3/4-1 teaspoon chili powder (I used Rancho Gordo)
1/2-3/4 teaspoon cinnamon
1 teaspoon kosher salt
2/3 cup natural cocoa powder
3 cups all-purpose flour
Royal Icing, to decorate (recipe follows)
Cream together the butter and sugar in the bowl of a stand mixer until light and fluffy. Add the eggs one at a time and mix to combine, scraping down the sides of the bowl with a spatula in between each egg. Add the vanilla, and mix to combine.
Whisk together the baking powder, chili powder, cinnamon, and kosher salt, and add to the bowl. Mix well to combine, scraping down the sides of the bowl if necessary. Add the cocoa powder and again mix well to combine (I just left my mixer running for 2-3 minutes at this point).
Add the flour in three additions, scraping down the sides of the bowl and mixing just to combine in between each addition. Do not overmix. Form the dough into a round and wrap in plastic wrap. Chill in the refrigerator for at least 30 minutes or overnight.
While the dough chills, preheat your oven to 350˚F. Line two baking sheets with parchment paper.
Remove the dough from the fridge and divide in half. Place one half on a floured surface, and wrap the second in the plastic while you work with the first. Roll out into a 1/4-inch thick sheet (if the dough cracks or is hard to work with, let it rest for 15-20 minutes to warm up a bit). Cut into desired shapes and place on the parchment lined baking sheet. Once one baking sheet is full, place it in the oven to bake for 7-10 minutes while you cut more cookies.
Once the cookies are baked (I ended up liking the ones in the 8-9 minute bake range the best), remove them to a wire rack to cool (leave the parchment sheet on the pan for more cookies). Place the second pan in the oven to bake while you cut more cookies. Note: make sure to let the pans cool a little bit before putting unbaked cookies on them... this way they don't melt a little or lose their shape before making it to the oven. Reroll and cut any scraps. Repeat cutting/baking with the second round of dough once you've finished with the first.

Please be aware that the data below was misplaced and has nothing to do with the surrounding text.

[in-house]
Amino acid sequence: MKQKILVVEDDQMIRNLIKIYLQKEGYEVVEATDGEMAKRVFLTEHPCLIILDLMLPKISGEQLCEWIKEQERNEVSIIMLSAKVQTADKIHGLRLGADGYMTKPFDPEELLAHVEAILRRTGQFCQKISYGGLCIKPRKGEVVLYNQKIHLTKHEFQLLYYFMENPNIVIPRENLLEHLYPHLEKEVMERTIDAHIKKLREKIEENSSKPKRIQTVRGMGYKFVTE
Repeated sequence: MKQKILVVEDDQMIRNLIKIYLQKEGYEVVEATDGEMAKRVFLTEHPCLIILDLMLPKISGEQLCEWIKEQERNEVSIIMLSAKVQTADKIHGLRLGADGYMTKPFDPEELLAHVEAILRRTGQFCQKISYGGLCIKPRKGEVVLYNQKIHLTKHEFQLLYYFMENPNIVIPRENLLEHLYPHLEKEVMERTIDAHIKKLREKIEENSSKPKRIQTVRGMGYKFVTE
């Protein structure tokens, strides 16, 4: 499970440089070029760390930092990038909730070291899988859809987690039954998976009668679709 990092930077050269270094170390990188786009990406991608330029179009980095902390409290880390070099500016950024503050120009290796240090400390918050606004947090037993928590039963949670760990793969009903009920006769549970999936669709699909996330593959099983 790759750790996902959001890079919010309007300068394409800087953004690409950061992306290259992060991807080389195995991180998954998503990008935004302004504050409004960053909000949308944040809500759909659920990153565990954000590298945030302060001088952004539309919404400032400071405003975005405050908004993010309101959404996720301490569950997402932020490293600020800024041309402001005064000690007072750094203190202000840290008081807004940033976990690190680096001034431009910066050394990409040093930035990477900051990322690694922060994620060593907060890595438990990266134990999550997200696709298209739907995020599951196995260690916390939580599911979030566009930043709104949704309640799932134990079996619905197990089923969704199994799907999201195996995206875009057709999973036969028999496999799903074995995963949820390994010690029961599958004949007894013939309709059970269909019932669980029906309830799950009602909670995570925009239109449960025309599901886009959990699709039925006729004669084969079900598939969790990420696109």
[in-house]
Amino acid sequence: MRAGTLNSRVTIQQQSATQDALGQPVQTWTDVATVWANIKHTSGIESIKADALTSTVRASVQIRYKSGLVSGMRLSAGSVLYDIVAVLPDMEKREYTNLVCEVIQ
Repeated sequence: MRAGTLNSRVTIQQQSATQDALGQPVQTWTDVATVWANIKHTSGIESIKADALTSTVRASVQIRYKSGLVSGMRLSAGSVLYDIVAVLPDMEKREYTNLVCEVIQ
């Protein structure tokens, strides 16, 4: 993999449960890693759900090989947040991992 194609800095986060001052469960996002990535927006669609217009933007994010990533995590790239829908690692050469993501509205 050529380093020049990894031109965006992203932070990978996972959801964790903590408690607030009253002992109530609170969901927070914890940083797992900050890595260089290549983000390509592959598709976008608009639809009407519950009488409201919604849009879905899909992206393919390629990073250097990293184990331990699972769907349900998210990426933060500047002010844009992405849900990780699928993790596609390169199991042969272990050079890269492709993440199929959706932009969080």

Once cooled, cookies may be iced or stored in an airtight container at room temperature for up to a week.
makes 1 cup
There are many different ways to make royal icing depending on whether you're using dehydrated egg whites, meringue powder, or fresh egg whites. I couldn't find dehydrated egg whites, and the meringue powder I found had a lot of funky-sounding additives, so I used a fresh egg white. The double-boiler method allows you to cook the egg white without making scrambled eggs and gives you a pure, white color.
If you can find pasteurized egg whites, Alton Brown has a great recipe here.
1 large egg white
1 cup powdered sugar, divided
Combine the egg white with 1/3 cup of powdered sugar in the bowl of a double-boiler (or in a heatproof bowl set over simmering water) and whisk to combine. Cook gently over the simmering water, whisking constantly, until the mixture reads 155˚F on a thermometer (do NOT stop whisking or let it boil). Remove from the heat and add the remaining powdered sugar, whisking constantly to combine until the sugar dissolves (briefly place it back over the heat if necessary to dissolve any lumps). Add a teaspoon or two of water if your icing seems too thick (I like to pick up a little icing with the whisk or a spoon and trail it over the surface - it should leave a ribbon, but be reabsorbed into the rest of the icing within 5 seconds or so).